FIG. 1 is an elevation showing one type of preferred apparatus embodying the invention;
FIG. 2 is an enlarged view taken on lines 2—2 of FIG. 1;
FIG. 3 is an elevation taken on liens 3—3 of FIG. 2;
FIG. 4 is an elevation taken on lines 4—4 of FIG. 2;
FIG. 5 is a horizontal section taken on lines 5—5 of FIG. 3;
FIG. 6 is a schematic view of apparatus embodying the invention; and
FIG. 7 is a schematic view showing multiple work stations, with the FIG. 1 apparatus being transferred between them, for use.
In the apparatus or system of FIG. 6, input water 10 such as tap water supplied by city mains, is at less than 100 psi, and flows at 11 to the top of a tank 12. The water flows downwardly at 12 a within the tank, to subsequently flow upwardly through a deionization bed 13, one example being ZEOLITE. The deionized water above the bed flows from the top of the tank into a conduit 14 for removal from the top of the tank, and flow at 14 a to the input 15 a of a pump 15. A drive 30 as for example may include a pump motor, drives the centrifugal pump to deliver water at output 15 b, at a high pressure level of at least about 1200 psi. The pressurized de-ionized water then flows via conduit 14 c to the input 16 a of a spray nozzle 16. A hand control 17 may be provided at the nozzle, for ON-OFF operation. Otherwise, or additionally, a manually operated ON-OFF control valve is employed as at 18 in series with conduit 14 a, as shown. A mineral contact indicator may be employed at 19, i.e. connected to conduit 14 a, for indicating the mineral content of the deionized water flow to the pump. When that mineral level rises to a selected threshold, as indicated at 19 a, the tank 12 is typically replaced, or the bed 13 replaced, for effecting reduction of mineral content in line 14 to a lower level, below the threshold.
FIG. 2 shows the above apparatus as carried by a hand truck 20, having an upright frame 21 extending upwardly sidewardly of the upwardly elongated tank 12. The bottom wall 12 b of the tank may be located, to engage a floor or other support surface 22, during use of the apparatus. Tank 12 or vessel is at one (rear) side of the frame 21, and pump 15 and drive 30 are located as the opposite side of the frame, and supported on projecting frame platform 21 a, for maximum stability. The tank 12 may be strap-connected as at 50 to frame struts 21 c for ease of removal and re-placement. A hose input connection is seen at 53.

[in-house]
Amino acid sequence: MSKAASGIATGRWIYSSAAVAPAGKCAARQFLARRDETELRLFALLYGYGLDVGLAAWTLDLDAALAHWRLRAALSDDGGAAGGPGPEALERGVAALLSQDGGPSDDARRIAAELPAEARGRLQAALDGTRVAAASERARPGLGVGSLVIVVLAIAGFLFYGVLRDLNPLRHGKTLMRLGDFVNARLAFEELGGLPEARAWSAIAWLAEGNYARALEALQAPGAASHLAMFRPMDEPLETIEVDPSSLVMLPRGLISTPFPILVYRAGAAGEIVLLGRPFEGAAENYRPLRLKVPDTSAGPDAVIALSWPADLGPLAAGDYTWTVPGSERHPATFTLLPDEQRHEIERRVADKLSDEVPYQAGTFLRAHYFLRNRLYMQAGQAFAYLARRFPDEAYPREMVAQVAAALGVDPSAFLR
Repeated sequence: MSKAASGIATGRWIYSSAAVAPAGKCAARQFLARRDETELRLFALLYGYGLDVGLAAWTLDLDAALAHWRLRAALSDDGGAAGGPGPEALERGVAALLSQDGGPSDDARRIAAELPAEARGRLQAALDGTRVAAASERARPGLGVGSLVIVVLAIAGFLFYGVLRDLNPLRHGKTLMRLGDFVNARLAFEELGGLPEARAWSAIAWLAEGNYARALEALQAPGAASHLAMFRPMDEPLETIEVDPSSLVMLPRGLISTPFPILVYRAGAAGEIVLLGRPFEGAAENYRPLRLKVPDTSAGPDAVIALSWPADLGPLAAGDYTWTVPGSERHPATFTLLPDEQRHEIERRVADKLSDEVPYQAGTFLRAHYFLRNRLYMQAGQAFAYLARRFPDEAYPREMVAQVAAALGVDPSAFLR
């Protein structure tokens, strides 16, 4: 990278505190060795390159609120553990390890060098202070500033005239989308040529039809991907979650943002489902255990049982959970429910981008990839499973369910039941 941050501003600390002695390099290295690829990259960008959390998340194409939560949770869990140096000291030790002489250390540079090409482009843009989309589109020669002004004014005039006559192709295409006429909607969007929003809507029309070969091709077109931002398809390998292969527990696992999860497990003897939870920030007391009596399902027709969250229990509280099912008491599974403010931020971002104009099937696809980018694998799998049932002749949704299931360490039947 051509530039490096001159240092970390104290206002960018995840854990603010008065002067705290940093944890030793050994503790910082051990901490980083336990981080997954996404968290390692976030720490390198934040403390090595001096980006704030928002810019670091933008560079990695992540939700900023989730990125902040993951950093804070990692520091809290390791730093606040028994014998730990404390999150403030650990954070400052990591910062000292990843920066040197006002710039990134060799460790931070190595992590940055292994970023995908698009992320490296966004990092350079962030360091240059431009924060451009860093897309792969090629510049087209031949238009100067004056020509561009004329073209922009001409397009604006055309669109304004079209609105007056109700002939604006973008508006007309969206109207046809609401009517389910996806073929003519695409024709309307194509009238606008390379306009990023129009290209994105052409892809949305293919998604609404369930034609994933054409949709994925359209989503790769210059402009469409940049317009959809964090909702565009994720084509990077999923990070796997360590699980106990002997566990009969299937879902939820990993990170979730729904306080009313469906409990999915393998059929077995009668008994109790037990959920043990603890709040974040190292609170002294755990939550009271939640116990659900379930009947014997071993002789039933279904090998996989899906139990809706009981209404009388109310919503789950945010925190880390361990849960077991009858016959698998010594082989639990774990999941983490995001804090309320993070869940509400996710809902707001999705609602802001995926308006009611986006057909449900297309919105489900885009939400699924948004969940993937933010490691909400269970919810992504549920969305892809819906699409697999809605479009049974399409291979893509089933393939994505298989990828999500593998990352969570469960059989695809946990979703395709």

A holder such as a receptacle or jacket 28 is carried by the frame to removably receive the nozzle 16, as during non-use. The nozzle is operable to controllably dispense a high pressure stream of deionized water for highly effective cleaning of said bodies. A power input line 54 may be wrap-connected to the frame, at 55.
FIG. 7 shows several work stations 40, at different locations, and between which the hand truck 20 may be wheeled, for operation to clean bodies 41 such as vehicle bodies, by pressurized deionized water spray, from the nozzle. Frame wheels 61 are located below said pump and platform when the tank extends generally vertically, as seen in FIG. 2.
Operation includes the following steps:
X1) wheeling the hand truck carrying the vessel, conduits, pump and nozzle to said operating location,
X2) orienting the hand truck in upright position, with the vessel located at one side of the frame in ground supported configuration,
X3) removing the nozzle from a holder on the frame and extending said conduit 14 c with the nozzle to a position wherein the nozzle is directed toward said body or bodies,
X4) and operating the pump with the nozzle open to deliver a pressurized deionized water spray stream to said body or bodies, for cleaning.
A further step comprises determining when the deionization level of water delivered from the vessel is below a selected threshold, removing said vessel from the frame, and connecting a substitute vessel to the frame, the substitute vessel containing a fresh deionization bed. More specifically, such operation includes removing the vessel from the frame when the water deionizing capability of the bed is reduced substantially and providing and connecting a substitute bed containing vessel onto the frame for use with said pump and nozzle, as referred to.
The disclosure of U.S. patent application Ser. No. 09/415,076 is incorporated herein, by reference.
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|U.S. Classification||239/1, 239/146, 239/302, 239/147, 239/722|
|Jun 11, 2001||AS||Assignment|
Owner name: IONMAN WASH SYSTEMS, LLC, CALIFORNIA
Free format text: ASSIGNMENT OF ASSIGNORS INTEREST;ASSIGNORS:EHRICK, STEPHEN D.;EHRICK, DAVID A.;REEL/FRAME:011893/0688
Effective date: 20010530
|Sep 20, 2006||REMI||Maintenance fee reminder mailed|
|Mar 4, 2007||LAPS||Lapse for failure to pay maintenance fees|
|May 1, 2007||FP||Expired due to failure to pay maintenance fee|
Effective date: 20070304